National Wilderness Preservation System

Upper Bald River, Tennessee
Jeff Hunter
When President Lyndon B. Johnson signed the Wilderness Act in 1964, he created one of our nation’s most cherished wildland systems: the National Wilderness Preservation System.

The wilderness system preserves the wildest of our wild lands with the highest level of government protection.

Today, the National Wilderness Preservation System includes more than 109 million acres of protected wilderness areas for all Americans to enjoy.The NWPS includes wilderness on four types of lands managed by the U.S. Government:

  • National forests
  • National parks
  • National wildlife refuges
  • Bureau of Land Management (BLM) lands

The wilderness system has grown from 9.1 million acres from its beginning to roughly 109 million acres today, totaling 762 Wilderness Areas. That equals less than two percent of the lower 48 states.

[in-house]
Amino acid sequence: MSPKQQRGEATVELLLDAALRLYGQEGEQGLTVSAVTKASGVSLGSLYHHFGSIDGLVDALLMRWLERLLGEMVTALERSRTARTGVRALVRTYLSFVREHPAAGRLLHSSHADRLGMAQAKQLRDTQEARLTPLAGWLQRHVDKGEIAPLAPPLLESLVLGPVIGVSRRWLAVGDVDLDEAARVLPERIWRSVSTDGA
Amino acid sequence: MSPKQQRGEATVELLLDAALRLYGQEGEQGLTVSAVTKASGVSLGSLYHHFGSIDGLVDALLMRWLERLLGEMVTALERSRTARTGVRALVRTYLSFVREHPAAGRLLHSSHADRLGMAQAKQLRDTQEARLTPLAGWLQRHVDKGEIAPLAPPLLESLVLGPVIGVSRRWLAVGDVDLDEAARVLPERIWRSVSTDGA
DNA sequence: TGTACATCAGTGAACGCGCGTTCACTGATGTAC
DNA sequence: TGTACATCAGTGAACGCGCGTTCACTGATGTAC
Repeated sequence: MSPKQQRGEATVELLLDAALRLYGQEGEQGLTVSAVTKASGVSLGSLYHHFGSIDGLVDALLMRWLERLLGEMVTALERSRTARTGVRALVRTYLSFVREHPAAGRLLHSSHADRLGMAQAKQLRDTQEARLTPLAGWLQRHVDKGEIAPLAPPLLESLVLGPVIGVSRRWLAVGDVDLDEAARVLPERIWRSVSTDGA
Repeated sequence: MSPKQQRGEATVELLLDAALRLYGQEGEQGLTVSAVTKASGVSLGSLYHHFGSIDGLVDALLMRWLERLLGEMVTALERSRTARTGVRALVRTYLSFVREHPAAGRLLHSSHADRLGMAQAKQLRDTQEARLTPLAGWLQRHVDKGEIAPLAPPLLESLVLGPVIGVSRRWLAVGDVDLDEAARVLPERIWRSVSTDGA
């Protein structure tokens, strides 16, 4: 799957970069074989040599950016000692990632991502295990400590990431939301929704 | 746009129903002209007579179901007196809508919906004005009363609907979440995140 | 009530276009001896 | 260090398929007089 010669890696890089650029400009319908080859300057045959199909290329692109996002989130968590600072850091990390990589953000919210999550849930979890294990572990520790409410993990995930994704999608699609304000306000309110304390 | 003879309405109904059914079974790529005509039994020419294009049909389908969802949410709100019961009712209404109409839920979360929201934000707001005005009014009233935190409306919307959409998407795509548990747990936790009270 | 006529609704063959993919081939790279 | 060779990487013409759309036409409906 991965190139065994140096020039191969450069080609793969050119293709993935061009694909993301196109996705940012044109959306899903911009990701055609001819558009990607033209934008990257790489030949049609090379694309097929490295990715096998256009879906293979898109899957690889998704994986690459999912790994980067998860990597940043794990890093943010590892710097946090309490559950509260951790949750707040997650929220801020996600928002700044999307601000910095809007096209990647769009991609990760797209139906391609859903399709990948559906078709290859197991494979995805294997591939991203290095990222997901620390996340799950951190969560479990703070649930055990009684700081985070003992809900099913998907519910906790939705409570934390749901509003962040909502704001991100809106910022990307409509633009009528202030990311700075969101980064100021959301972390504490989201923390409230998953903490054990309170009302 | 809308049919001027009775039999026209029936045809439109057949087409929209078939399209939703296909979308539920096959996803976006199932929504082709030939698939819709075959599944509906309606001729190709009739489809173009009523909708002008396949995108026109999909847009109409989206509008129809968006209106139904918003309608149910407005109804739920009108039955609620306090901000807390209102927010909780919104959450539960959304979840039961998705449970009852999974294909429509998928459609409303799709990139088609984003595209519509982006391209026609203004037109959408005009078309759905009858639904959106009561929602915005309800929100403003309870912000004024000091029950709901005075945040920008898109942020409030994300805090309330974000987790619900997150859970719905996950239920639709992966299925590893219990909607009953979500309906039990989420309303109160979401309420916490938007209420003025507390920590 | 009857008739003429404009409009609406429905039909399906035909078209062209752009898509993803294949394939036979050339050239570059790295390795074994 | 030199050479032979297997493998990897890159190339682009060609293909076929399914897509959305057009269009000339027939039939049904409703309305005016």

The first states to gain Wilderness in the NWPS were Arizona, California, Colorado, Idaho, Minnesota, Montana, North Carolina, New Hampshire, New Mexico, Nevada, Oregon, Washington and Wyoming.

Upon signing the Wilderness Act, President Johnson said:

"If future generations are to remember us with gratitude rather than contempt, we must leave them something more than the miracles of technology. We must leave them a glimpse of the world as it was in the beginning, not just after we got through with it."

Slideshow: Explore a sampling of our nation's wilderness and wilderness study areas. 

See also:

The Wilderness Act Handbook

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